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Vacancy rose slightly in the Northwest Indiana office market last year, after the Region's first new speculative office building in a decade went up in Hammond.

But rents have been rising and the vacancy rate is expected to fall this year, according to Commercial In-Sites' annual Class "A" office market report.

The Merrillville-based commercial real estate brokerage and consultancy found Northwest Indiana's office vacancy rate crept up by 1 percent to 15 percent last year, as compared to the 13.5 percent vacancy rate CoStar reported in the overall Chicago metro. Average rents in Northwest Indiana increased by 1.1 percent to $22.59 per square foot on Jan. 1, up from $22.33 per square foot at the same time in 2016.

Northwest Indiana rents remain nearly 5 percent cheaper than in the rest of the Chicago metro, where CoStar reports rents average $23.68 per square foot. 

"While the market continues to have many tenants either renewing in place, expanding or contracting in place and some relocations within the market, we expect to see a growing trend of more new tenants entering the Northwest Indiana market, some relocating from Illinois and other states, more regional offices and some entirely new companies emerging as Northwest Indiana is increasingly recognized as a true Chicago suburban sub-market," Commercial In-Sites President David Lasser said.

The report tracks 26 properties across Northwest Indiana, 10 of which are 100 percent full. More than half the space available on the market – 121,744 square feet – is located in The Twin Towers at Interstate 65 and U.S. 30 in Merrillville and at 8585 Broadway, the eight-story Chase tower that's the tallest building in Merrillville.

The office vacancy rate was 17 percent in Lake County last year, up from 15 percent, Commercial In-Sites found. It fell to 5 percent in Porter County, down from 6 percent the previous year, Lasser said.

"Based on current active leasing prospects and no additional new multi-story office buildings planned to be constructed in 2017 we expect to see vacancy rates reduce this year," he said.

ATG Real Estate Development LLC developed the new 37,200-square-foot, three-story 2929 Carlson Drive building just off the Borman Expressway. It is already half full after opening in January. Tenants include ATG; the IT support, marketing and web design company Impact Networking; the law firm Westland & Bennett; and the Northern District of Indiana Federal Community Defenders, ATG spokeswoman Cindy Anderson said.

Impact Networking has its name plastered on the top of the highly visible office building on one of the most heavily trafficked highways in the United States, which ATG Founding Principle Eric Gastevich said was one of the building's biggest selling points. ATG has been giving highway-facing signage to any tenants who rent more than 4,000 square feet.

"Exposure on a billboard costs many thousands of dollars a month," he said. "This a unique opportunity for a eye-catching sign with 185,000 vehicles passing daily. That's an enormous amount of eyeballs. It's a branding opportunity that's available almost nowhere else in Northwest Indiana."

ATG Real Estate Development, which is in negotiations with more prospective tenants, expects the office building will soon be two-thirds full, and is already working on plans to build on a second site at Oxbow Landing,  though Gastevich said it was too preliminary to say whether the project would end up being a second office building or something else entirely.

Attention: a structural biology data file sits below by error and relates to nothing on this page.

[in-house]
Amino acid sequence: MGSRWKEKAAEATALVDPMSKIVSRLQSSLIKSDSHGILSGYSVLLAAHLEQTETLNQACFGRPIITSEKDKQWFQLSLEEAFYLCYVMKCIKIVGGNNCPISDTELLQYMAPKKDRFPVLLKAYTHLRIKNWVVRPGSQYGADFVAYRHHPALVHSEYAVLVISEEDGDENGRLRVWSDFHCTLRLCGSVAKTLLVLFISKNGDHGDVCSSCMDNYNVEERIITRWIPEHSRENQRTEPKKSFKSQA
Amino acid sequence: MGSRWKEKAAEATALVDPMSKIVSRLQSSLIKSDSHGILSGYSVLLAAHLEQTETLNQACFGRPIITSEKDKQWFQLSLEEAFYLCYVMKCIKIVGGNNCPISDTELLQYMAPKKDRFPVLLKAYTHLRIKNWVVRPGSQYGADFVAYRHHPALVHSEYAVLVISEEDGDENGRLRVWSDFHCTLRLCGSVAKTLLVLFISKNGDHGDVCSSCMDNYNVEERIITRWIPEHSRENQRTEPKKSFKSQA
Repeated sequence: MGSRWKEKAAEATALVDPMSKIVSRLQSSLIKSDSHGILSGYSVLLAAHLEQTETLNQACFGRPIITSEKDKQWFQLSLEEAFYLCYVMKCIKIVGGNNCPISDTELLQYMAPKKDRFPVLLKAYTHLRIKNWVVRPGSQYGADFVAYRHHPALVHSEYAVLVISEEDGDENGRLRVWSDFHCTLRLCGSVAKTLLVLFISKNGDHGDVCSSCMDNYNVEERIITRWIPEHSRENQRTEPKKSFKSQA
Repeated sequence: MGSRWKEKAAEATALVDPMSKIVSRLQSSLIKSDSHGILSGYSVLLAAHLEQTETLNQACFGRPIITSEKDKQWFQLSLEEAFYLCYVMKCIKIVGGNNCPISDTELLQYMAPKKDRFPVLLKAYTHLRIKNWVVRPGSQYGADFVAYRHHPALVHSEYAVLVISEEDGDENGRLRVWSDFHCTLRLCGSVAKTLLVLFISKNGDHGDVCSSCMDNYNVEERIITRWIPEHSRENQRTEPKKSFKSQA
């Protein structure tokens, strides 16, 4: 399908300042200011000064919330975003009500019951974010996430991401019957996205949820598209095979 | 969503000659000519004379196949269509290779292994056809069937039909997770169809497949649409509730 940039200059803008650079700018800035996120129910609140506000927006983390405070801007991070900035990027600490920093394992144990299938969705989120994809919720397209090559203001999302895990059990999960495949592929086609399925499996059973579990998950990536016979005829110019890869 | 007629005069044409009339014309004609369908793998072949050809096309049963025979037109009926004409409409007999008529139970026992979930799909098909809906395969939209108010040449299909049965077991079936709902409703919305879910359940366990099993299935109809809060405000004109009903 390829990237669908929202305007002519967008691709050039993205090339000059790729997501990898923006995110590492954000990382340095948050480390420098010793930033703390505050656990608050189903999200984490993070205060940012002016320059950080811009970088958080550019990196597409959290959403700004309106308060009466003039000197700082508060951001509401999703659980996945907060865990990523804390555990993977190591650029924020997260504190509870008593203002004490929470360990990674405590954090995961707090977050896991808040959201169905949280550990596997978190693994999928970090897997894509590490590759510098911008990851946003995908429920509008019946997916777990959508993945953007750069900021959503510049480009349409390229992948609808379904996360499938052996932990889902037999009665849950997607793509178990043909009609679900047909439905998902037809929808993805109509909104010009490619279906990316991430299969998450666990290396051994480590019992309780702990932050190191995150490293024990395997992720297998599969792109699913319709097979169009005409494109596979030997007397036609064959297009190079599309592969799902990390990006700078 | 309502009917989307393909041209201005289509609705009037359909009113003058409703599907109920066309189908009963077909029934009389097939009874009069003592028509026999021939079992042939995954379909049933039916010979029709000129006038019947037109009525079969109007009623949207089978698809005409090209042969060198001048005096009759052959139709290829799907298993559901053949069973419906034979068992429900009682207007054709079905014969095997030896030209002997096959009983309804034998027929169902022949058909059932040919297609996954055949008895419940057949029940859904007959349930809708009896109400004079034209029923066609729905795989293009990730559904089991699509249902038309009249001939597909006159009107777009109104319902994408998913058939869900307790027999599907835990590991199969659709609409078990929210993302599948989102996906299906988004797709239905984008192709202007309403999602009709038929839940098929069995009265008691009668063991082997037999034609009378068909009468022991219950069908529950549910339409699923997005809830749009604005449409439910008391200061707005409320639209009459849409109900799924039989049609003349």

"There's been no new office development for many years in Northwest Indiana," Gastevich said. "We haven't had any speculative office development in a decade. There hasn't been any significant general purpose office space added to the general office market."

Part of the problem was that banks stopped financing such projects after the financial collapse, Gastevich said. They want developers to have at least 50 percent occupancy lined up in advance. ATG avoided that obstacle by self-funding the multimillion-dollar Class A office building.

"Very little land had been available for development along the Borman," Gastevich said. "Most of it is already developed residential and is sitting behind sound walls for the most part. This was one of the first opportunities to bring offices, restaurants and that type of development to the Borman."

The 2929 Carlson Drive building could be just the start. Griffith also is eyeing the development of new offices along the Borman, at the old Griffith Golf Center. Carmel-based Wabash Scientific presented the Griffith Town Council with a conceptual rendering of a 27-acre campus that would include a pair of six-story office buildings, comparable in size to The Twin Towers in Merrillville.

Such developments were made possible by the flood walls and other measures done along the Little Calumet River after the massive 2008 flooding. The Little Calumet River Basin Development Commission estimates the $275 million levee project will open up 1,500 acres of once-marginal land near the river for economic development.

Much of that land runs parallel to the Borman Expressway.

"The branding exposure is significant because the Borman definitely has the highest traffic count of any road in the Region," Gastevich said.

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Business Reporter

Joseph S. Pete is a Lisagor Award-winning business reporter who covers steel, industry, unions, the ports, retail, banking and more. The Indiana University grad has been with The Times since 2013 and blogs about craft beer, culture and the military.